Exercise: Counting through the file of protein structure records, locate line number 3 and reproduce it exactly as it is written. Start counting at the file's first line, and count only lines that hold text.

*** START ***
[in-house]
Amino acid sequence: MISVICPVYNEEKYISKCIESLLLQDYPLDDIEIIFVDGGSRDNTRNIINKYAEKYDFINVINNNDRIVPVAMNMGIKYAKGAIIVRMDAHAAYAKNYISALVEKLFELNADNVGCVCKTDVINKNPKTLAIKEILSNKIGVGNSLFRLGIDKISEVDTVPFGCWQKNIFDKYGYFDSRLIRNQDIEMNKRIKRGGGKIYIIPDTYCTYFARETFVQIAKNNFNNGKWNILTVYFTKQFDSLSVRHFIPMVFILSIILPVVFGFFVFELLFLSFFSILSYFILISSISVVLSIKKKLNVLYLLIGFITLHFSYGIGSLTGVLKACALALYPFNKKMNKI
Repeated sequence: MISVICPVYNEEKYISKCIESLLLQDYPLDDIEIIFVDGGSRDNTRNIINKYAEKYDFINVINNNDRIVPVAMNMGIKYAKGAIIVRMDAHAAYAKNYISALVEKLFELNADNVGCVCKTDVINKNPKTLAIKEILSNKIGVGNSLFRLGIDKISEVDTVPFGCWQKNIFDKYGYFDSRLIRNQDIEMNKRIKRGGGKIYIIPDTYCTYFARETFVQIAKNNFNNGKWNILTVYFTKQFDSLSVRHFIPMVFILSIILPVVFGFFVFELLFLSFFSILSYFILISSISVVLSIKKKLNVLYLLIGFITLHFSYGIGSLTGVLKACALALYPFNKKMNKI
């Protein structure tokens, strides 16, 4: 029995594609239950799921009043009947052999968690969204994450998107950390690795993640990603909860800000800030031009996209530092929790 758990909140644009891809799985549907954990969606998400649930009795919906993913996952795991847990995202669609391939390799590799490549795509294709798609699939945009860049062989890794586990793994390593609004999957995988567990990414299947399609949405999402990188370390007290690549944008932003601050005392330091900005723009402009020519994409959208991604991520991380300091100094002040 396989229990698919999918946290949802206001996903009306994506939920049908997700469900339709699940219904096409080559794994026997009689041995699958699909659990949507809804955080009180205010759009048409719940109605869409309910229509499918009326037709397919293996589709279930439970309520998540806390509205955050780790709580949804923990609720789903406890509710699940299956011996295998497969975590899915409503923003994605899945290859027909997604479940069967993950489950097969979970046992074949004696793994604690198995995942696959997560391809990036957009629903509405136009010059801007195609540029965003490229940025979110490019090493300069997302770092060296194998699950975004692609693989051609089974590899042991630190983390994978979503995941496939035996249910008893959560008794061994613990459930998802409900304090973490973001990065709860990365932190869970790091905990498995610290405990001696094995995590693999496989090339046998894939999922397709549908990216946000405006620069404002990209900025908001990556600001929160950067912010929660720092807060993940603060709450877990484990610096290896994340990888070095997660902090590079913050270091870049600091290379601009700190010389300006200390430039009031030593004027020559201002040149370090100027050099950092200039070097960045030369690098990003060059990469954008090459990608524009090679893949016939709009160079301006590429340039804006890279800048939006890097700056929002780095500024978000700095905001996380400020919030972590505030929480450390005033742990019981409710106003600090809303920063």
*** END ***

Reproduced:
Repeated sequence: MISVICPVYNEEKYISKCIESLLLQDYPLDDIEIIFVDGGSRDNTRNIINKYAEKYDFINVINNNDRIVPVAMNMGIKYAKGAIIVRMDAHAAYAKNYISALVEKLFELNADNVGCVCKTDVINKNPKTLAIKEILSNKIGVGNSLFRLGIDKISEVDTVPFGCWQKNIFDKYGYFDSRLIRNQDIEMNKRIKRGGGKIYIIPDTYCTYFARETFVQIAKNNFNNGKWNILTVYFTKQFDSLSVRHFIPMVFILSIILPVVFGFFVFELLFLSFFSILSYFILISSISVVLSIKKKLNVLYLLIGFITLHFSYGIGSLTGVLKACALALYPFNKKMNKI